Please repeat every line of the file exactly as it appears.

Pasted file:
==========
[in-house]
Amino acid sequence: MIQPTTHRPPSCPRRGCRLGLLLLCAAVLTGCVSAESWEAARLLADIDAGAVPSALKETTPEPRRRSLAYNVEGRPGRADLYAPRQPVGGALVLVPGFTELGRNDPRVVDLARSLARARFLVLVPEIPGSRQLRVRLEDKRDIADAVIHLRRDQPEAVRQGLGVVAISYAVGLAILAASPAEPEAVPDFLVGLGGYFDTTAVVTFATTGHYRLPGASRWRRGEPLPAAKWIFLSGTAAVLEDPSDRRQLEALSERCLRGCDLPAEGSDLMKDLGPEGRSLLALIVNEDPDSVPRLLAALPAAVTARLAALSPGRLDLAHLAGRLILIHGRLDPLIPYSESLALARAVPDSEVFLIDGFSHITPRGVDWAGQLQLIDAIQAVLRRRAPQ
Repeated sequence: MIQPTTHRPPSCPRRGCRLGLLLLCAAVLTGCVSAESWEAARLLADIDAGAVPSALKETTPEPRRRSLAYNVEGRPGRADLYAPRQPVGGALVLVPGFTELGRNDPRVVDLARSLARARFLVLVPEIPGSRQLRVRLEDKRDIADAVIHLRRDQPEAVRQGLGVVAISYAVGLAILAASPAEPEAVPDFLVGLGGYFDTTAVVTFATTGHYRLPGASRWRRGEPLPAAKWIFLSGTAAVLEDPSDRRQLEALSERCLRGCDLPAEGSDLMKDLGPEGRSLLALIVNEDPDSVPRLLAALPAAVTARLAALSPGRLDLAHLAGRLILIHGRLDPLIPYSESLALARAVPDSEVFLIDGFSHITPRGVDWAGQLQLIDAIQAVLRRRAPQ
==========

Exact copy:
[in-house]
Amino acid sequence: MIQPTTHRPPSCPRRGCRLGLLLLCAAVLTGCVSAESWEAARLLADIDAGAVPSALKETTPEPRRRSLAYNVEGRPGRADLYAPRQPVGGALVLVPGFTELGRNDPRVVDLARSLARARFLVLVPEIPGSRQLRVRLEDKRDIADAVIHLRRDQPEAVRQGLGVVAISYAVGLAILAASPAEPEAVPDFLVGLGGYFDTTAVVTFATTGHYRLPGASRWRRGEPLPAAKWIFLSGTAAVLEDPSDRRQLEALSERCLRGCDLPAEGSDLMKDLGPEGRSLLALIVNEDPDSVPRLLAALPAAVTARLAALSPGRLDLAHLAGRLILIHGRLDPLIPYSESLALARAVPDSEVFLIDGFSHITPRGVDWAGQLQLIDAIQAVLRRRAPQ
Repeated sequence: MIQPTTHRPPSCPRRGCRLGLLLLCAAVLTGCVSAESWEAARLLADIDAGAVPSALKETTPEPRRRSLAYNVEGRPGRADLYAPRQPVGGALVLVPGFTELGRNDPRVVDLARSLARARFLVLVPEIPGSRQLRVRLEDKRDIADAVIHLRRDQPEAVRQGLGVVAISYAVGLAILAASPAEPEAVPDFLVGLGGYFDTTAVVTFATTGHYRLPGASRWRRGEPLPAAKWIFLSGTAAVLEDPSDRRQLEALSERCLRGCDLPAEGSDLMKDLGPEGRSLLALIVNEDPDSVPRLLAALPAAVTARLAALSPGRLDLAHLAGRLILIHGRLDPLIPYSESLALARAVPDSEVFLIDGFSHITPRGVDWAGQLQLIDAIQAVLRRRAPQ